In these days, smoking can be very expensive.
So why do poor people smoke? Can they really afford it? Shouldn’t they be spending the little money they have on more practical things, like food and shelter?
You may think the answer would obviously be yes, and they do, but you often see a lot of poor people, especially the homeless, as smokers.
If you’re poor, and living with limited means, paycheck to paycheck, on welfare, collecting cans, or anything of that nature, you haven’t got much to do.
If you’re very poor, you probably don’t have a TV.
What do you do if you don’t have a TV to watch?
A cigarette takes about 7 minutes to finish. That gives someone with nothing to do SOMETHING TO DO for 7 minutes.
Homeless people don’t really have much to do.
It’s simple. It takes time out of their day. They’ve got nothing else to do.
Why do a lot of poor people have large families? Because they don’t realize how expensive having children can be, and often times end up relying on the government for support and help.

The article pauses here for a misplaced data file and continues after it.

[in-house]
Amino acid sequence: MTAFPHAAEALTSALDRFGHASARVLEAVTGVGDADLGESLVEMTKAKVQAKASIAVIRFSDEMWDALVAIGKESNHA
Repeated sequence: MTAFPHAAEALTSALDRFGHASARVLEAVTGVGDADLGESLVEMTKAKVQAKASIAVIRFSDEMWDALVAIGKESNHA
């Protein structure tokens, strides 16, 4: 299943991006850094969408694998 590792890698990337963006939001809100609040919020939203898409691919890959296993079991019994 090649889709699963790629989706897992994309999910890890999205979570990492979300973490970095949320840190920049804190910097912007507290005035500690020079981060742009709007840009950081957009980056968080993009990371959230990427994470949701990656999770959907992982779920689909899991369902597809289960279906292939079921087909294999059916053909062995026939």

Often times they have more children so they get more government aid, or tax breaks.
Same can be said with cigarettes.
Poor people smoke because they don’t know the risks involved, or they simply don’t care.
It takes up a good chunk of their day, and they are fine with it, regardless of the health issues that may arise later on in life.
Another reason why poor people smoke is because all their family members smoke. All their relatives smoke, and all their friends.
Smoking runs in the family.
Children watch their parents smoke, so they will probably be smokers, too.
That’s unfortunately the way it is. The less money someone has, the more likely they are to smoke.
When I was a smoker, I often times replaced meals with cigarettes. For breakfast I had coffee and cigarettes, and no food until lunch.
I did that more often than I want to admit.
You can replace any meals with cigarettes, though. Nicotine doesn’t care.
Poor people, I’m sure, don’t eat many meals a day, so smoking replaces those meals.
Unfortunately, this isn’t something that’s going to change.